Option Three is the more involved renovation. It would mean demolishing both buildings E and F. These are among the oldest parts of the school and need the most repair. In their place would be new construction that connects the remaining buildings, making it much easier to travel between classrooms. It means more seating options, bigger classrooms in some cases and more options for hands-on learning. The front entrance would also be relocated, getting traffic off Eagle Drive and fixing the general traffic situation during drop-off and pick-up times. The cost for this option comes to $43.3 million currently.
The fourth option would be a complete rebuild. Everything would be torn down and a new school would go up in its place. The total price tag would be $55.4 million, assuming the new building has the same features as the other three options. But as Prince Edward County Administrator Doug Stanley reminded supervisors, that option was a bit out of reach.
“Option 4 is just beyond our means at this point in time, given this is not the only thing this community has to face,” Stanley said Thursday.
Choosing an option
After outlining all four options, Halsey asked supervisors to choose one, so his team knows what to work on. Supervisor Harrison Jones asked if they could delay a decision, to wait two weeks until their regular September meeting. Other members didn’t see a point in waiting.
“Delay only does one thing, it makes the project costs go up,” Supervisor Odessa Pride said. “Labor costs continue to rise, which keep driving our numbers (up).”
Supervisor Jerry Townsend said he supported Option Three, the comprehensive renovation.
“(Let’s) get rid of those two buildings,” Townsend said. “They’re problematic. All you’re gonna do is keep dumping money in them.”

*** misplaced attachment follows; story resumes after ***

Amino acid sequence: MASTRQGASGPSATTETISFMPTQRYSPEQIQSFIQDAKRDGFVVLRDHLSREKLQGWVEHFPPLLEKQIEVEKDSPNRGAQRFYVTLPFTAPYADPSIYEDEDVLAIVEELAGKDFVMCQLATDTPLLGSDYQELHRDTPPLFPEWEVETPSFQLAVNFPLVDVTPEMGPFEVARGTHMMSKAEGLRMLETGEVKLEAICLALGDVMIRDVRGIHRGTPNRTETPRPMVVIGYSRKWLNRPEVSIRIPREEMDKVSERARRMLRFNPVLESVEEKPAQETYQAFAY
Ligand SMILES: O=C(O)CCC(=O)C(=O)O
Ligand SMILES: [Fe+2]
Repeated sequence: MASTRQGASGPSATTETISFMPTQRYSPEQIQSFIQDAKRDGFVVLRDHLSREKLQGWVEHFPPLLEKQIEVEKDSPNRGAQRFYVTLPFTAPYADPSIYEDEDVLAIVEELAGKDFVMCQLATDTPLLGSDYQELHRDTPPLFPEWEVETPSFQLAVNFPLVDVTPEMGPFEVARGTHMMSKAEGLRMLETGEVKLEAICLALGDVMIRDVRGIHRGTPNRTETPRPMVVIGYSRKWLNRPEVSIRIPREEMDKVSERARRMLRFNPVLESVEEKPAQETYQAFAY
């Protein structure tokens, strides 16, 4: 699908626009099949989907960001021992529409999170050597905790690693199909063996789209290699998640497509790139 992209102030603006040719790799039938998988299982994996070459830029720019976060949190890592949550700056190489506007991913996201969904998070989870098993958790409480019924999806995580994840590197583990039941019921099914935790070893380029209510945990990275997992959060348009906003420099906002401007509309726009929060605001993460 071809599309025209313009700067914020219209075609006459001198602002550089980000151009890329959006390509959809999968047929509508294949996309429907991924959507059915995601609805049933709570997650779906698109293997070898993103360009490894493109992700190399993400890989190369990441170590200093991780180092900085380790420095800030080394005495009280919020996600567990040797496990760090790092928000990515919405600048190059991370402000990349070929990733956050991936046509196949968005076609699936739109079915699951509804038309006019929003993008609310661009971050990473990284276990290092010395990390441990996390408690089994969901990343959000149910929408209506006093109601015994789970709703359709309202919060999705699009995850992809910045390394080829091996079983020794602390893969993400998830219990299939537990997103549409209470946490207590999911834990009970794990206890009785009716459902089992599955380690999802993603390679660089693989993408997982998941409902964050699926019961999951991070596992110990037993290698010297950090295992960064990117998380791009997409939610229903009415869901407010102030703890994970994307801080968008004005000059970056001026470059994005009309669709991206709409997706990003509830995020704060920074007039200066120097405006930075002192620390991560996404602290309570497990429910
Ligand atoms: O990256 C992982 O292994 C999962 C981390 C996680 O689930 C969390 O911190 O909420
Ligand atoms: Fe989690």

Supervisor Llewellen Gilliam Jr. agreed, saying people have made it clear they want the traffic problem solved. And he feels Option Three is the best bet to do that.
“That’s been topic one, top of the list,” Gilliam said. “I like the parking area entrance on Three. That’s going to help quite a bit on traffic control.”
Supervisors also took a poll of the audience in the room. Everyone who spoke up supported Option Three as well.
Supervisors agreed, unanimously voting to support Option Three, the comprehensive rebuild.
A timeline for Prince Edward Elementary
As for what that looks like moving forward, Halsey said it will take two months to put together drawings. Then it’s another five to six months to get through a site plan review with the county and the Virginia Department of Transportation. So in roughly eight months, either April or May of 2024, they should have a plan ready to put out to bid for contractors. Then two months later, around July 2024, the county should be ready to pick a winning bid and award the contract.
“So that’s mid-summer of next year,” Halsey said, cautioning that there’s one more problem to deal with before they can determine when construction actually starts.
“We’re going to have to figure out where a modular classroom compound will be located, so we can cycle students and teachers out of the building while we’re renovating,” Halsey said.
Overall, that construction should in theory start right before students return for the Fall 2024 school semester.
Editor’s note: Now in this piece, we’ve detailed the option chosen and what the timeline currently looks like. But what about the county’s money situation? Next week, we’ll go over how the county plans to pay for all this.